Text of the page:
Two expert witnesses in the Epic Games v. Apple trial on Tuesday argued that Apple’s App Store anti-steering provisions make it difficult for iPhone owners to know they can use some apps on other devices.
Economist David Evans, who is laying out a case for why Apple has an unfair monopoly on iOS app distribution, specifically pointed toward measures that prevent developers from advertising outside platforms and websites on the App Store.
Evans gave the example of V-Bucks, the in-game currency of “Fortnite,” saying it’s “theoretically possible” for “Fortnite” players to buy V-Bucks via web browser instead of in the iOS app. However, Apple blocks developers from advertising off-platform mechanisms.
“The problem here is a combination of both requiring Epic to use [in-app purchases] in the iOS Fortnite app in combination with also putting a whole set of barriers that … makes it much more difficult for Epic to communicate to the iOS app user,” Evans said.
Judge Yvonne Gonzalez Rogers then asked if the removal of those anti-steering provisions could mitigate the problem.
In response, Evans said that this solution would work “for the time being,” since it would diminish but not eliminate Apple’s alleged market power. He added that the solution wouldn’t be possible for apps that don’t have a website or web version, or for consumers without easy access to a computer.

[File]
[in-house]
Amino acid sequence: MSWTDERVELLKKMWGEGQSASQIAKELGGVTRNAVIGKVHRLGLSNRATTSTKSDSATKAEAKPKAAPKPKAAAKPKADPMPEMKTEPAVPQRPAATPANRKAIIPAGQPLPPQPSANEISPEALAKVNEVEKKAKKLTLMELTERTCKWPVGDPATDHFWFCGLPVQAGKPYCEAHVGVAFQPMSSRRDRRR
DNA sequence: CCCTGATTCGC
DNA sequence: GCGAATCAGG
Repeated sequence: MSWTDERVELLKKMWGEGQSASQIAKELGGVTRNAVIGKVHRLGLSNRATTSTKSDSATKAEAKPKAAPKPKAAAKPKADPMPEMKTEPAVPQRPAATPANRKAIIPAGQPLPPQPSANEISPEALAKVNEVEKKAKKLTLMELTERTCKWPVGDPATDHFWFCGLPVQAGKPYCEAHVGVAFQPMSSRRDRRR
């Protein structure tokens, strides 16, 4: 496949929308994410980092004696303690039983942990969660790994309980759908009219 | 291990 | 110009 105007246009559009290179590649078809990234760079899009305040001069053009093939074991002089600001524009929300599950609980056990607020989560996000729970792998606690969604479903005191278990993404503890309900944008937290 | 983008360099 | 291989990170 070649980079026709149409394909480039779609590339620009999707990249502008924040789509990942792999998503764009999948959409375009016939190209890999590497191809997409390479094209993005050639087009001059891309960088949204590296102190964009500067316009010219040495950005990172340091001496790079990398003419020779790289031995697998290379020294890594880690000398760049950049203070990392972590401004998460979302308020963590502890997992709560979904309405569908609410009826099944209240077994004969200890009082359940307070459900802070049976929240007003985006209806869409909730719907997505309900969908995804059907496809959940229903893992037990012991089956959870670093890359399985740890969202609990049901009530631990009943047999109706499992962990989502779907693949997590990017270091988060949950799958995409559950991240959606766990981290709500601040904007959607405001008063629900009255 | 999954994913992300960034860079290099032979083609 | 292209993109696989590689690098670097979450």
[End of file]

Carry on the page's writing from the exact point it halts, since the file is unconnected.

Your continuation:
Apple’s lawyer suggested that Epic Games could buy ads letting players know they can purchase V-Bucks outside of the App Store. The implication is that platform owners shouldn’t be required “as a matter of competitive activity to advertise the actions that are available to the consumer.”
Epic’s other witness on Tuesday, Stanford Economics professor Susan Athey, also mentioned the anti-steering provisions during her testimony.
Consumers, Athey said, “can’t tell from looking at their app on their iPhone where they may be able to find that app” on other devices or platforms. At another point, she also pointed out that subscriptions made through Apple’s platform are stuck in the Apple ecosystem. One solution, Athey said, is “middleware,” or systems like alternative payment platforms on iOS or cross-platform app stores.
Apple’s lawyers countered these arguments. In Athey’s case, they pointed out that she hadn’t actually analyzed how much money users would spend on repurchasing apps or subscriptions. Athey agreed. Apple also took issue with Athey’s ties to Microsoft, as well as they fact that she didn’t have access to critical App Store-related business documents prior to offering testimony against the storefront.
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